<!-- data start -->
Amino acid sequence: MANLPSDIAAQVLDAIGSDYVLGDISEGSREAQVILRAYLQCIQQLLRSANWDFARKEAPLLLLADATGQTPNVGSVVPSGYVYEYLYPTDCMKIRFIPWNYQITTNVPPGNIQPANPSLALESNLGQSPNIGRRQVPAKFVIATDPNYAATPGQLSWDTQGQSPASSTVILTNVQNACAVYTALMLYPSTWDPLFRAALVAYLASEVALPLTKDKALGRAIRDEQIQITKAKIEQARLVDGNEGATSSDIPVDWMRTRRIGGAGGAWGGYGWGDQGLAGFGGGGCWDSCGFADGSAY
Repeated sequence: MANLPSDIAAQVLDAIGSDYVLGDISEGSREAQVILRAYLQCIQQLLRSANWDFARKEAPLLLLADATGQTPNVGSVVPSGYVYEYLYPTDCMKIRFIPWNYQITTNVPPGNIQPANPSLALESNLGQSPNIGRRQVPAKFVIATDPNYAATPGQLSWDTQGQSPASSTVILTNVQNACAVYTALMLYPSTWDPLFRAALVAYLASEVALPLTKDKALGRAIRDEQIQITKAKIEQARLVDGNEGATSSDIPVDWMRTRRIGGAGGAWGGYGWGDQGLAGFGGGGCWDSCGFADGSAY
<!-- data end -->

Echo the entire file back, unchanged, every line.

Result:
Amino acid sequence: MANLPSDIAAQVLDAIGSDYVLGDISEGSREAQVILRAYLQCIQQLLRSANWDFARKEAPLLLLADATGQTPNVGSVVPSGYVYEYLYPTDCMKIRFIPWNYQITTNVPPGNIQPANPSLALESNLGQSPNIGRRQVPAKFVIATDPNYAATPGQLSWDTQGQSPASSTVILTNVQNACAVYTALMLYPSTWDPLFRAALVAYLASEVALPLTKDKALGRAIRDEQIQITKAKIEQARLVDGNEGATSSDIPVDWMRTRRIGGAGGAWGGYGWGDQGLAGFGGGGCWDSCGFADGSAY
Repeated sequence: MANLPSDIAAQVLDAIGSDYVLGDISEGSREAQVILRAYLQCIQQLLRSANWDFARKEAPLLLLADATGQTPNVGSVVPSGYVYEYLYPTDCMKIRFIPWNYQITTNVPPGNIQPANPSLALESNLGQSPNIGRRQVPAKFVIATDPNYAATPGQLSWDTQGQSPASSTVILTNVQNACAVYTALMLYPSTWDPLFRAALVAYLASEVALPLTKDKALGRAIRDEQIQITKAKIEQARLVDGNEGATSSDIPVDWMRTRRIGGAGGAWGGYGWGDQGLAGFGGGGCWDSCGFADGSAY